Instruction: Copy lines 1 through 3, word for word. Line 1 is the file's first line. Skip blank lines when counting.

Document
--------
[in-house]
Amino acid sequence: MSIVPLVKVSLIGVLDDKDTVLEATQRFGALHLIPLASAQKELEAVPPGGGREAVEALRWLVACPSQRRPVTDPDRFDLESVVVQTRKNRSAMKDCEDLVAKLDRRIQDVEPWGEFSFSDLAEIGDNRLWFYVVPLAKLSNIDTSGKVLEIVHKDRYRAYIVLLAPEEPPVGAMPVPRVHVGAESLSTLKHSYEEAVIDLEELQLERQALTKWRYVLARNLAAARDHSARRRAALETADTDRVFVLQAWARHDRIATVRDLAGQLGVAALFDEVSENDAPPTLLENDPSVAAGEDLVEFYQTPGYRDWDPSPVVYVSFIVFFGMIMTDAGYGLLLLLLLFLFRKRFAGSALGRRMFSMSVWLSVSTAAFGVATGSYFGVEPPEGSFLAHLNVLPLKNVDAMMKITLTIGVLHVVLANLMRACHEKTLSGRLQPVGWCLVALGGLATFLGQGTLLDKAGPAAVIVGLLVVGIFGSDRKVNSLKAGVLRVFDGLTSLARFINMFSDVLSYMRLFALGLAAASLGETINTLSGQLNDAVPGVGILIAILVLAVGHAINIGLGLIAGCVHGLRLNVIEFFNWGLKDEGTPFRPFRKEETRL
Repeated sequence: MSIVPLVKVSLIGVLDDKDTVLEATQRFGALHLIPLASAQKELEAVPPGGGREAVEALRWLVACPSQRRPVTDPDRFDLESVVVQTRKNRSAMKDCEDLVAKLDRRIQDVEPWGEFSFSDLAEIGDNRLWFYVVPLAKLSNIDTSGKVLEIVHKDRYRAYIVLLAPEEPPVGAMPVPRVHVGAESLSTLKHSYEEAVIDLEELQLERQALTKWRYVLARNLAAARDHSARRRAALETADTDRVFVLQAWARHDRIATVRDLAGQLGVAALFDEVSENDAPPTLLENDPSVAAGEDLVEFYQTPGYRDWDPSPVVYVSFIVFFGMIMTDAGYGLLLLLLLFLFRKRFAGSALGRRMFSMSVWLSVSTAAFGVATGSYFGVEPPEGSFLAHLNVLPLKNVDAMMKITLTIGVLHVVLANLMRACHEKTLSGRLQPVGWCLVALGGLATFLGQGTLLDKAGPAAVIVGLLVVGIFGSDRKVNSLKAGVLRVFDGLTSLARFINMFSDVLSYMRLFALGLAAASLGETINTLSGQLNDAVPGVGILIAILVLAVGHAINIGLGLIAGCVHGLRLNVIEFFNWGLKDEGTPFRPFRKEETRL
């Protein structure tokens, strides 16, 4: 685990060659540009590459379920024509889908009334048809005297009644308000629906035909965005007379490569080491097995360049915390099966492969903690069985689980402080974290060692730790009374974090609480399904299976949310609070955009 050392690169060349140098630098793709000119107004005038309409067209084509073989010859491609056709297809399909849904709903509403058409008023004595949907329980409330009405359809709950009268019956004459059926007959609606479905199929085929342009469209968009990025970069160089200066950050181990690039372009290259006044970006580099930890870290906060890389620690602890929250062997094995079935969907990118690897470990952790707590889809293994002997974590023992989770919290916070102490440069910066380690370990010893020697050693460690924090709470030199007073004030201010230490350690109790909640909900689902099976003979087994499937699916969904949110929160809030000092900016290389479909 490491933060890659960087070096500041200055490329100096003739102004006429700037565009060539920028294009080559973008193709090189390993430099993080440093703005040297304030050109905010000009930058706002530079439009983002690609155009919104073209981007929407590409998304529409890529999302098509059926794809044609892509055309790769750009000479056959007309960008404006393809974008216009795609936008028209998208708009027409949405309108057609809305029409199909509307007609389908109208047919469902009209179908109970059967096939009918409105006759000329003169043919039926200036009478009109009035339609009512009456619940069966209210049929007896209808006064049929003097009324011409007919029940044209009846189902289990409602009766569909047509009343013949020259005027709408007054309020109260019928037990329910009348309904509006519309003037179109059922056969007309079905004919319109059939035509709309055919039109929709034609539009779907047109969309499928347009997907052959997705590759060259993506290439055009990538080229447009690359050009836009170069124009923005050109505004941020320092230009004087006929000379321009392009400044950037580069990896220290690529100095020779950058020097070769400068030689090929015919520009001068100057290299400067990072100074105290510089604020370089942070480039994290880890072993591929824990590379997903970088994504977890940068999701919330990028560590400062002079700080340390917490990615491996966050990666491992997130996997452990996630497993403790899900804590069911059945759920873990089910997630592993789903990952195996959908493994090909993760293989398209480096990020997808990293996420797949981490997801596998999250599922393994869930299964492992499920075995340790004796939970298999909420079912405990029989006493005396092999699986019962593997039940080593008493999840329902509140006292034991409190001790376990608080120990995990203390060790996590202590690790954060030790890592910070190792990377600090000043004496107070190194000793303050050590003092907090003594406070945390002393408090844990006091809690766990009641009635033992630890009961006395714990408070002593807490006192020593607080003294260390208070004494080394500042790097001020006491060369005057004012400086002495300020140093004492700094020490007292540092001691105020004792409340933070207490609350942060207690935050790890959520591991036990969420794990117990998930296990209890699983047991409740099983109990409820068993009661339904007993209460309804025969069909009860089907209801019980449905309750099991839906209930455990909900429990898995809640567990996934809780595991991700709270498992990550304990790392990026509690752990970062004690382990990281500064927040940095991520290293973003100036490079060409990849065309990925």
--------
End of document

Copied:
[in-house]
Amino acid sequence: MSIVPLVKVSLIGVLDDKDTVLEATQRFGALHLIPLASAQKELEAVPPGGGREAVEALRWLVACPSQRRPVTDPDRFDLESVVVQTRKNRSAMKDCEDLVAKLDRRIQDVEPWGEFSFSDLAEIGDNRLWFYVVPLAKLSNIDTSGKVLEIVHKDRYRAYIVLLAPEEPPVGAMPVPRVHVGAESLSTLKHSYEEAVIDLEELQLERQALTKWRYVLARNLAAARDHSARRRAALETADTDRVFVLQAWARHDRIATVRDLAGQLGVAALFDEVSENDAPPTLLENDPSVAAGEDLVEFYQTPGYRDWDPSPVVYVSFIVFFGMIMTDAGYGLLLLLLLFLFRKRFAGSALGRRMFSMSVWLSVSTAAFGVATGSYFGVEPPEGSFLAHLNVLPLKNVDAMMKITLTIGVLHVVLANLMRACHEKTLSGRLQPVGWCLVALGGLATFLGQGTLLDKAGPAAVIVGLLVVGIFGSDRKVNSLKAGVLRVFDGLTSLARFINMFSDVLSYMRLFALGLAAASLGETINTLSGQLNDAVPGVGILIAILVLAVGHAINIGLGLIAGCVHGLRLNVIEFFNWGLKDEGTPFRPFRKEETRL
Repeated sequence: MSIVPLVKVSLIGVLDDKDTVLEATQRFGALHLIPLASAQKELEAVPPGGGREAVEALRWLVACPSQRRPVTDPDRFDLESVVVQTRKNRSAMKDCEDLVAKLDRRIQDVEPWGEFSFSDLAEIGDNRLWFYVVPLAKLSNIDTSGKVLEIVHKDRYRAYIVLLAPEEPPVGAMPVPRVHVGAESLSTLKHSYEEAVIDLEELQLERQALTKWRYVLARNLAAARDHSARRRAALETADTDRVFVLQAWARHDRIATVRDLAGQLGVAALFDEVSENDAPPTLLENDPSVAAGEDLVEFYQTPGYRDWDPSPVVYVSFIVFFGMIMTDAGYGLLLLLLLFLFRKRFAGSALGRRMFSMSVWLSVSTAAFGVATGSYFGVEPPEGSFLAHLNVLPLKNVDAMMKITLTIGVLHVVLANLMRACHEKTLSGRLQPVGWCLVALGGLATFLGQGTLLDKAGPAAVIVGLLVVGIFGSDRKVNSLKAGVLRVFDGLTSLARFINMFSDVLSYMRLFALGLAAASLGETINTLSGQLNDAVPGVGILIAILVLAVGHAINIGLGLIAGCVHGLRLNVIEFFNWGLKDEGTPFRPFRKEETRL